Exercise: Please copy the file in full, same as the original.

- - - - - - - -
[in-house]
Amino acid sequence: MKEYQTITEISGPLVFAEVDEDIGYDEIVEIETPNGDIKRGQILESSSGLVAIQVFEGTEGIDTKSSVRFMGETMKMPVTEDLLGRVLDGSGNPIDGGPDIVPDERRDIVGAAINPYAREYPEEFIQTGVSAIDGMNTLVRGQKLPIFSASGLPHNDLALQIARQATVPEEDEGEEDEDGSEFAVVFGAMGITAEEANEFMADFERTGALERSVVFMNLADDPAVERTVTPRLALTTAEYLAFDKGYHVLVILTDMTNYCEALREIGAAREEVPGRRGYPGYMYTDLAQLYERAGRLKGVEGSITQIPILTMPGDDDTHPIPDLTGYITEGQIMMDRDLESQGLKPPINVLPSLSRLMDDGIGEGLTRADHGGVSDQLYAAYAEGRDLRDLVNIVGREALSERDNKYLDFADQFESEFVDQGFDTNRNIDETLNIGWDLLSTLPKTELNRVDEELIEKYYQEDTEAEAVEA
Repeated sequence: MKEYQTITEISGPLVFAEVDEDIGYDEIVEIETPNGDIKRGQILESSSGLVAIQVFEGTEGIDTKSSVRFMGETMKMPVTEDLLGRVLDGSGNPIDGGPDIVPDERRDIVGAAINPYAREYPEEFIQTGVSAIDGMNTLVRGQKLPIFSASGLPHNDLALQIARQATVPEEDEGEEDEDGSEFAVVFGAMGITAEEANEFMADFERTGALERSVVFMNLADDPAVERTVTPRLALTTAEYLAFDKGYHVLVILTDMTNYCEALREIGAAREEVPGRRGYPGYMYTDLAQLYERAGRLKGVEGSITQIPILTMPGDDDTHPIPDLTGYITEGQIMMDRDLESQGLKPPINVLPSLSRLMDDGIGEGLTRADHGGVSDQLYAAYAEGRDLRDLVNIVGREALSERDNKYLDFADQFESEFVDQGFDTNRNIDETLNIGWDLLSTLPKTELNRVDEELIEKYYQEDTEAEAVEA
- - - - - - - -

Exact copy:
[in-house]
Amino acid sequence: MKEYQTITEISGPLVFAEVDEDIGYDEIVEIETPNGDIKRGQILESSSGLVAIQVFEGTEGIDTKSSVRFMGETMKMPVTEDLLGRVLDGSGNPIDGGPDIVPDERRDIVGAAINPYAREYPEEFIQTGVSAIDGMNTLVRGQKLPIFSASGLPHNDLALQIARQATVPEEDEGEEDEDGSEFAVVFGAMGITAEEANEFMADFERTGALERSVVFMNLADDPAVERTVTPRLALTTAEYLAFDKGYHVLVILTDMTNYCEALREIGAAREEVPGRRGYPGYMYTDLAQLYERAGRLKGVEGSITQIPILTMPGDDDTHPIPDLTGYITEGQIMMDRDLESQGLKPPINVLPSLSRLMDDGIGEGLTRADHGGVSDQLYAAYAEGRDLRDLVNIVGREALSERDNKYLDFADQFESEFVDQGFDTNRNIDETLNIGWDLLSTLPKTELNRVDEELIEKYYQEDTEAEAVEA
Repeated sequence: MKEYQTITEISGPLVFAEVDEDIGYDEIVEIETPNGDIKRGQILESSSGLVAIQVFEGTEGIDTKSSVRFMGETMKMPVTEDLLGRVLDGSGNPIDGGPDIVPDERRDIVGAAINPYAREYPEEFIQTGVSAIDGMNTLVRGQKLPIFSASGLPHNDLALQIARQATVPEEDEGEEDEDGSEFAVVFGAMGITAEEANEFMADFERTGALERSVVFMNLADDPAVERTVTPRLALTTAEYLAFDKGYHVLVILTDMTNYCEALREIGAAREEVPGRRGYPGYMYTDLAQLYERAGRLKGVEGSITQIPILTMPGDDDTHPIPDLTGYITEGQIMMDRDLESQGLKPPINVLPSLSRLMDDGIGEGLTRADHGGVSDQLYAAYAEGRDLRDLVNIVGREALSERDNKYLDFADQFESEFVDQGFDTNRNIDETLNIGWDLLSTLPKTELNRVDEELIEKYYQEDTEAEAVEA